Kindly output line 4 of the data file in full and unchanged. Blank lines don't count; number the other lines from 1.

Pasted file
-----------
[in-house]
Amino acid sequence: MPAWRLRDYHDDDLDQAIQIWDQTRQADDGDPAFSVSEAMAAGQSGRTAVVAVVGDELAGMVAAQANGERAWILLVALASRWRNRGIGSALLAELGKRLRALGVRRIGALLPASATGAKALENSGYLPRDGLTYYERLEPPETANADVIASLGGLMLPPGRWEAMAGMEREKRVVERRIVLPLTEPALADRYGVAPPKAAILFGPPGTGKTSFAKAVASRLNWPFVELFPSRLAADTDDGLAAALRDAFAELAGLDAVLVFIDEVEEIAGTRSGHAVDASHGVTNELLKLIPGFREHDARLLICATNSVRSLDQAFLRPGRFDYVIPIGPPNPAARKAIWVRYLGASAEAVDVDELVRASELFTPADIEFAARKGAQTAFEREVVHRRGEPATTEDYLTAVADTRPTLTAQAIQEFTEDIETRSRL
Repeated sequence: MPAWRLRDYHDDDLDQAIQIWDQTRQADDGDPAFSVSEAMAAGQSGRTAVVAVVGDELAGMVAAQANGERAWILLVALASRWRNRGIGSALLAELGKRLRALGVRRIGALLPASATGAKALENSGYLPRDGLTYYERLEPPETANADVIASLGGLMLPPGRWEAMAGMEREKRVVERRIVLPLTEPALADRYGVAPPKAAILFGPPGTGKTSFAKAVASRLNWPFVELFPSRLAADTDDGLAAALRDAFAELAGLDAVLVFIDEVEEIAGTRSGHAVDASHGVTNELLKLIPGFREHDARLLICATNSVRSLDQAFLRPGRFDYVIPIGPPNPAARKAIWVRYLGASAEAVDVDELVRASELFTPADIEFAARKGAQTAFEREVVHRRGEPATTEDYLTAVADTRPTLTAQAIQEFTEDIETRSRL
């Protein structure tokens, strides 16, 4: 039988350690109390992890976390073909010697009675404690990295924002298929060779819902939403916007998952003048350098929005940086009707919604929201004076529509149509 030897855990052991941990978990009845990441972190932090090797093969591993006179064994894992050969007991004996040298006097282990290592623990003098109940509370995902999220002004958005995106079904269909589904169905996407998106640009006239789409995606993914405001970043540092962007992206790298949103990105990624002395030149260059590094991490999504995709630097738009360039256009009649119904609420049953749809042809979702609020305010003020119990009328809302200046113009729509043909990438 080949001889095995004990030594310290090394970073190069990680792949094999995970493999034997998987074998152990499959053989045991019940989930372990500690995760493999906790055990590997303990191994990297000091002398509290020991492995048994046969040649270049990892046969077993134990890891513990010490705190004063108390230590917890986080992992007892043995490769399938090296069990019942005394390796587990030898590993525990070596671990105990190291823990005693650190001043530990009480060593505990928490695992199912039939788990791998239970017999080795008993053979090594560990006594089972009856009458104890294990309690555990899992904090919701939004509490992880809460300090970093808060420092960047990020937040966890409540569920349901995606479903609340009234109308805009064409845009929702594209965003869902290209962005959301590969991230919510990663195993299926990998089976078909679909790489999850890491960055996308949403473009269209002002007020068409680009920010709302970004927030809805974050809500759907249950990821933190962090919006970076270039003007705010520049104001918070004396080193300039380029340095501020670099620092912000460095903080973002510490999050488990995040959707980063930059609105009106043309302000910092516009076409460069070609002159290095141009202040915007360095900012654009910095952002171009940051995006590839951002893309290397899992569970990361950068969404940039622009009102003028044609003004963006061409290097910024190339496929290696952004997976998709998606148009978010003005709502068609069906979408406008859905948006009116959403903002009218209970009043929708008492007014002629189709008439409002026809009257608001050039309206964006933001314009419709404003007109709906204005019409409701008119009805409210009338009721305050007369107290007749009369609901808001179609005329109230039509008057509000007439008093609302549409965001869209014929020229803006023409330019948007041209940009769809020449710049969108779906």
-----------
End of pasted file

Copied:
């Protein structure tokens, strides 16, 4: 039988350690109390992890976390073909010697009675404690990295924002298929060779819902939403916007998952003048350098929005940086009707919604929201004076529509149509 030897855990052991941990978990009845990441972190932090090797093969591993006179064994894992050969007991004996040298006097282990290592623990003098109940509370995902999220002004958005995106079904269909589904169905996407998106640009006239789409995606993914405001970043540092962007992206790298949103990105990624002395030149260059590094991490999504995709630097738009360039256009009649119904609420049953749809042809979702609020305010003020119990009328809302200046113009729509043909990438 080949001889095995004990030594310290090394970073190069990680792949094999995970493999034997998987074998152990499959053989045991019940989930372990500690995760493999906790055990590997303990191994990297000091002398509290020991492995048994046969040649270049990892046969077993134990890891513990010490705190004063108390230590917890986080992992007892043995490769399938090296069990019942005394390796587990030898590993525990070596671990105990190291823990005693650190001043530990009480060593505990928490695992199912039939788990791998239970017999080795008993053979090594560990006594089972009856009458104890294990309690555990899992904090919701939004509490992880809460300090970093808060420092960047990020937040966890409540569920349901995606479903609340009234109308805009064409845009929702594209965003869902290209962005959301590969991230919510990663195993299926990998089976078909679909790489999850890491960055996308949403473009269209002002007020068409680009920010709302970004927030809805974050809500759907249950990821933190962090919006970076270039003007705010520049104001918070004396080193300039380029340095501020670099620092912000460095903080973002510490999050488990995040959707980063930059609105009106043309302000910092516009076409460069070609002159290095141009202040915007360095900012654009910095952002171009940051995006590839951002893309290397899992569970990361950068969404940039622009009102003028044609003004963006061409290097910024190339496929290696952004997976998709998606148009978010003005709502068609069906979408406008859905948006009116959403903002009218209970009043929708008492007014002629189709008439409002026809009257608001050039309206964006933001314009419709404003007109709906204005019409409701008119009805409210009338009721305050007369107290007749009369609901808001179609005329109230039509008057509000007439008093609302549409965001869209014929020229803006023409330019948007041209940009769809020449710049969108779906």